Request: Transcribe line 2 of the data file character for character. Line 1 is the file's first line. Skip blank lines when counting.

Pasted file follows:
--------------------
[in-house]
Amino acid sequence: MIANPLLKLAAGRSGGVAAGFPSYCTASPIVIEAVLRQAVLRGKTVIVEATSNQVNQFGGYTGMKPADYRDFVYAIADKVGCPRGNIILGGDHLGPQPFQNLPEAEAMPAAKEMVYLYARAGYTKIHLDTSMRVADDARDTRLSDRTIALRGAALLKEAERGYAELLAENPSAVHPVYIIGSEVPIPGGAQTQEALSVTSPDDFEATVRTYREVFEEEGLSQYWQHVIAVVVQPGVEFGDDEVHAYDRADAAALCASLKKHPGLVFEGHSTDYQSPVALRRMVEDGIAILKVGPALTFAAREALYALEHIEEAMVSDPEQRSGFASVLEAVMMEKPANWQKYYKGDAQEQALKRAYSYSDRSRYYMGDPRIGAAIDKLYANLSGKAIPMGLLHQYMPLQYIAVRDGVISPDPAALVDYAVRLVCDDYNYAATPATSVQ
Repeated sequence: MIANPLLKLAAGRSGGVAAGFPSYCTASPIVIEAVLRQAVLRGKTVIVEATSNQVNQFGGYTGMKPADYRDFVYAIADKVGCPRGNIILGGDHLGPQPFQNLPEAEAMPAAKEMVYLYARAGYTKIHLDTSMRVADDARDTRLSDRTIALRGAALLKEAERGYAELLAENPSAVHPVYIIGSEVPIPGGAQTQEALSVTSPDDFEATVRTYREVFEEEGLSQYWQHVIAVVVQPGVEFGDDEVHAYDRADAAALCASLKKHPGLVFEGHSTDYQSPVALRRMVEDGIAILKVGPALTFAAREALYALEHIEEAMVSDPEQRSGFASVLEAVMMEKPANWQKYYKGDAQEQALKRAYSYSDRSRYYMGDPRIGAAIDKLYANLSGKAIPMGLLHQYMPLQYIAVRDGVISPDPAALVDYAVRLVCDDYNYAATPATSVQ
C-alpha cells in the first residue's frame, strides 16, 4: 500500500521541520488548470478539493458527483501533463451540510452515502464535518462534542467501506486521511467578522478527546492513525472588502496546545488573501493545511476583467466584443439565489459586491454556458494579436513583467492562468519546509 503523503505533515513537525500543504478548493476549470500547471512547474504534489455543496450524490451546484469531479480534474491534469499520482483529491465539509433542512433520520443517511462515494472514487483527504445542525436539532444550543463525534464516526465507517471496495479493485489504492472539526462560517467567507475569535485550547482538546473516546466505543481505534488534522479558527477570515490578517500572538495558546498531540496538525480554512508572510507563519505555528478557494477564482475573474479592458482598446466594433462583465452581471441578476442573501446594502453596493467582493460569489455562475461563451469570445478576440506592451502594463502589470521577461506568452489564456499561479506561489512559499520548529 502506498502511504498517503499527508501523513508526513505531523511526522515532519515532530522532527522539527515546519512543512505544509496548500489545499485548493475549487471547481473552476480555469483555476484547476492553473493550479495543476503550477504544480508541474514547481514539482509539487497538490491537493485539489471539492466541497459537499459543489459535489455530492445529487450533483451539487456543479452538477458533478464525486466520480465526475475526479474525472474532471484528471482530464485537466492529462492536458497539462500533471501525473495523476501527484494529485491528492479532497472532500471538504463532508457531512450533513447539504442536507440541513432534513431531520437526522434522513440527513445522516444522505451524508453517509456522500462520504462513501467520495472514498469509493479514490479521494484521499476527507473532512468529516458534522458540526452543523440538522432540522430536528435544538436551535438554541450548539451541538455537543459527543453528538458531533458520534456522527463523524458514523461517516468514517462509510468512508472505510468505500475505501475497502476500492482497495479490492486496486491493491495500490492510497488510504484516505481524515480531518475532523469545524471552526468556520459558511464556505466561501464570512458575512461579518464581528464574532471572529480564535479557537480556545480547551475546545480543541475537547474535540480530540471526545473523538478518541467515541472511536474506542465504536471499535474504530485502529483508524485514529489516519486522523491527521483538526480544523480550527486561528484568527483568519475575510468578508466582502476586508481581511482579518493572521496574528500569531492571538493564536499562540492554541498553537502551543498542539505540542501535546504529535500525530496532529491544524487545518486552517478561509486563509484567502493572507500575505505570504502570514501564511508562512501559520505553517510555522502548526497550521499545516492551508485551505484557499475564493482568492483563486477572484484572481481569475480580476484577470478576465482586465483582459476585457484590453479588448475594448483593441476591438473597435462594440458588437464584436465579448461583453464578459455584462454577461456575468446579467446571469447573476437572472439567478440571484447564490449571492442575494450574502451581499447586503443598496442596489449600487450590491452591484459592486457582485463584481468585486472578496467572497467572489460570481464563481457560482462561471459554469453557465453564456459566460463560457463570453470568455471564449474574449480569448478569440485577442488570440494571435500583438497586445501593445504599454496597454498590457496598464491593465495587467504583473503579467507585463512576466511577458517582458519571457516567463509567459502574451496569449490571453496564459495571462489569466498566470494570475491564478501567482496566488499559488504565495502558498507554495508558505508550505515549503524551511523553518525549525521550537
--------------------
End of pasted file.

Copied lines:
Amino acid sequence: MIANPLLKLAAGRSGGVAAGFPSYCTASPIVIEAVLRQAVLRGKTVIVEATSNQVNQFGGYTGMKPADYRDFVYAIADKVGCPRGNIILGGDHLGPQPFQNLPEAEAMPAAKEMVYLYARAGYTKIHLDTSMRVADDARDTRLSDRTIALRGAALLKEAERGYAELLAENPSAVHPVYIIGSEVPIPGGAQTQEALSVTSPDDFEATVRTYREVFEEEGLSQYWQHVIAVVVQPGVEFGDDEVHAYDRADAAALCASLKKHPGLVFEGHSTDYQSPVALRRMVEDGIAILKVGPALTFAAREALYALEHIEEAMVSDPEQRSGFASVLEAVMMEKPANWQKYYKGDAQEQALKRAYSYSDRSRYYMGDPRIGAAIDKLYANLSGKAIPMGLLHQYMPLQYIAVRDGVISPDPAALVDYAVRLVCDDYNYAATPATSVQ